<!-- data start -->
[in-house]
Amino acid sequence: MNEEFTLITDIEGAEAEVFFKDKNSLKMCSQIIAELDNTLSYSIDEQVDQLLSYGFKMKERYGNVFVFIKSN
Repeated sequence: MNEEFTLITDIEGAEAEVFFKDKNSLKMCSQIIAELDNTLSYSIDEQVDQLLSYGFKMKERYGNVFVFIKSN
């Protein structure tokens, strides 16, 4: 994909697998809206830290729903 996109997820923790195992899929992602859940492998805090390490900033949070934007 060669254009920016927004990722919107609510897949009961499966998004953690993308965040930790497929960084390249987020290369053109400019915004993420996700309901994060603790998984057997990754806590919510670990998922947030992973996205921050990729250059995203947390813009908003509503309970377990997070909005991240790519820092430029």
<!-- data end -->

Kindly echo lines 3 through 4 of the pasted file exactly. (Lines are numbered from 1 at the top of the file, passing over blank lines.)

Repeated sequence: MNEEFTLITDIEGAEAEVFFKDKNSLKMCSQIIAELDNTLSYSIDEQVDQLLSYGFKMKERYGNVFVFIKSN
């Protein structure tokens, strides 16, 4: 994909697998809206830290729903 996109997820923790195992899929992602859940492998805090390490900033949070934007 060669254009920016927004990722919107609510897949009961499966998004953690993308965040930790497929960084390249987020290369053109400019915004993420996700309901994060603790998984057997990754806590919510670990998922947030992973996205921050990729250059995203947390813009908003509503309970377990997070909005991240790519820092430029």